I'm of the era where Dirk Wears White Sox was the first album and Kings was a little bit of a sellout. But, what a sassy sellout! I do admit, many of the songs on Kings of the Wild Frontier were foundational anthems of my adolescence. And, Adam et al perfectly captured that sense of alienation and then wrapped it in this sweet and gauzy and billowy sleeved guise of romanticism, tribalism, warrior, purpose and pride.
Maybe it reads or listens kinda hooky, some three decades later, but I remember traumatizing our High School Talent show with an incredibly earnest and shitty version of Dog Eat Dog - which essentially summed up our collective experience, the three of us who figured out how to make a mocking resemblance of that tune, and then sell it with that vitriolic hate that only adolescence can generate. Oh, the days.
Therefore, even though stage time would be well past my bedtime, I got it up and out for Mr. Stuart Goddard, sans the boys, since the Ants weren't really the Ants when they were the Ants - they were already Bow Wow Wow, but I digress.
The venue - Emo's East. No offense, never been a fan of Emo's, but you go where the music is. Emo's East just happens to be a much reftro-fitted version of the old Back Room. I did have the pleasure of seeing the SugarCubes at the Back Room, for my birthday, I'm guessing the year was '88. Good times, my friends treated me, the band played "Birthday" so I felt is was all for me.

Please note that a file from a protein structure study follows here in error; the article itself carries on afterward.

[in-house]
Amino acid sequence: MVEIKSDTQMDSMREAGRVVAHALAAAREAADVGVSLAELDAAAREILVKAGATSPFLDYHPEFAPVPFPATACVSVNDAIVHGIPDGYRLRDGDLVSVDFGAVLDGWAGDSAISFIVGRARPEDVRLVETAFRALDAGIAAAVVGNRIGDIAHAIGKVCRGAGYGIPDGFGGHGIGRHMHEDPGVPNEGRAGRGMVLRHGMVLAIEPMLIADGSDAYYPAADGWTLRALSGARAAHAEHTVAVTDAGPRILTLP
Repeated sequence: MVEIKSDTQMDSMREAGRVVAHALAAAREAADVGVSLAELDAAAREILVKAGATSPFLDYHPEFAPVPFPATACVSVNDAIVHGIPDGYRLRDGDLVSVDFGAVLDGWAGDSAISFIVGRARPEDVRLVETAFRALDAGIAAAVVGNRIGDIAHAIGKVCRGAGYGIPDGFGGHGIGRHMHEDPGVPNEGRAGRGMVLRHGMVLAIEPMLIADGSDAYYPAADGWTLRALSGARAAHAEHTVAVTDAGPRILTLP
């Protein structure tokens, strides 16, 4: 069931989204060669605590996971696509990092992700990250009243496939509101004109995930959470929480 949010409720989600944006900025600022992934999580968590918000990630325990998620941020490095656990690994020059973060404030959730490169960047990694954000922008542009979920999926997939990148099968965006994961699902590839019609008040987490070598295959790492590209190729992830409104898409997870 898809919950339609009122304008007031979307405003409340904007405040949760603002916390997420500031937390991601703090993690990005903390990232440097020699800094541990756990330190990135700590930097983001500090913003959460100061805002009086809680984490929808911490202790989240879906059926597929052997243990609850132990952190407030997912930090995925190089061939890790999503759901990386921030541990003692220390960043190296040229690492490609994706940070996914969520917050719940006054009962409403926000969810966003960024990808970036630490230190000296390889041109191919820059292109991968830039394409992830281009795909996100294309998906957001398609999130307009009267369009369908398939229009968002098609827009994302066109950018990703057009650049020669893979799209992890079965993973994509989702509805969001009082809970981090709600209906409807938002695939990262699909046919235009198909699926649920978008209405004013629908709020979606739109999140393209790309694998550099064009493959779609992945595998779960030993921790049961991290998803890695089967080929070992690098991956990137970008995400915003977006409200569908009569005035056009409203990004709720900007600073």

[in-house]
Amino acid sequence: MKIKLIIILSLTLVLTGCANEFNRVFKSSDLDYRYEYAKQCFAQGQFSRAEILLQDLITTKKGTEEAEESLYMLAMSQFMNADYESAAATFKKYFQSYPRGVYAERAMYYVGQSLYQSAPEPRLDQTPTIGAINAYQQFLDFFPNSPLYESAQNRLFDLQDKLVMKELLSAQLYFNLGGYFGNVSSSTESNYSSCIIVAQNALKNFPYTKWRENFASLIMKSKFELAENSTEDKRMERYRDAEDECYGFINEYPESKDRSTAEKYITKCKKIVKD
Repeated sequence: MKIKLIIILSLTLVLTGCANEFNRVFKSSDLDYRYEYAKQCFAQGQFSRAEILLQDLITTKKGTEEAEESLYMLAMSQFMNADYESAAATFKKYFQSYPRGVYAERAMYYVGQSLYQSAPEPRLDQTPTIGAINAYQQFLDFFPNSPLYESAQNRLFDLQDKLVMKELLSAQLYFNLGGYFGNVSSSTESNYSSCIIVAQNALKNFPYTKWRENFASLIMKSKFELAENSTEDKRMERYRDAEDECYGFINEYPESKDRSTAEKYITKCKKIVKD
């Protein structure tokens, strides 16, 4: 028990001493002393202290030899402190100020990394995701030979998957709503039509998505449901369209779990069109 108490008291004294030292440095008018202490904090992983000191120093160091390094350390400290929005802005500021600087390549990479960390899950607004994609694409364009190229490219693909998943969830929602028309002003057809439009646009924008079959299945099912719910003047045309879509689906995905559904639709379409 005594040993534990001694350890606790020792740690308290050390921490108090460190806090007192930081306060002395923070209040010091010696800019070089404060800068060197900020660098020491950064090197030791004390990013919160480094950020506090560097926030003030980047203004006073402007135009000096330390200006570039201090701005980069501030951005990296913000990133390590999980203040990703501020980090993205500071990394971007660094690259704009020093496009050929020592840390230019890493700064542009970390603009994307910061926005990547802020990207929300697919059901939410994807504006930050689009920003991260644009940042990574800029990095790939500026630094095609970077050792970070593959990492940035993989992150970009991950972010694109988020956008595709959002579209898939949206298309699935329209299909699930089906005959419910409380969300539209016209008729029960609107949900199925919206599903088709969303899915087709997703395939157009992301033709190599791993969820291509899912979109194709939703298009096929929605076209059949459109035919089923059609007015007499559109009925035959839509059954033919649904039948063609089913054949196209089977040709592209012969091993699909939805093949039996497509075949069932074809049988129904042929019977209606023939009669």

This place is barely recognizable as that place, and while on appearance it seems a great venue, the sound just sucked!! And, you know, ultimately, you're there for the show, and it's a drag to not be able to hear. Much less, most of the folks from that era that tour have lost a lot of the lungs and pipes, and just can't deliver at top volume, full notes, long holds, even for the 45 minutes that counts as a concert nowadays.
Adam was not in best form, he really struggled, visibly panting at times! He stuck with it, full on sassy stage show, even though I feared for his life. He did show in full regaiia, and spectacles. Very cute, still to this day. Not a paunch, but he wasn't going to take his shirt off.
On that note, I did detect a note of irony - I think he knew that there was almost an absurdity to the theatre of it, and that it was hopelessly retro - and all the goth girls got really heavy, so it wasn't 'sexy' and 'erotic' like his shows of the 80s... anyway, the highlight was when he ripped his flouncy pirate shirt open to expose his own tour shirt, from the 80s. It was a nice moment!
If you can relate, it kinda got so bad, it got good. I was into the dual-drummer thunderbeats, I was into the lyrics and his absurdity of yelping and squealing. I was amused by the folks in the crowd who showed up in all their finery. I appreciaed the memory of what is was to find connection, and inspiration, at a time when I felt really disconnected, I was an Ant-Person. I still consider myself one of the Ant People.
Just wanted to share the experience, how it felt, what it made me grateful for, and how silly it is and was... enjoy, give thanks and praise!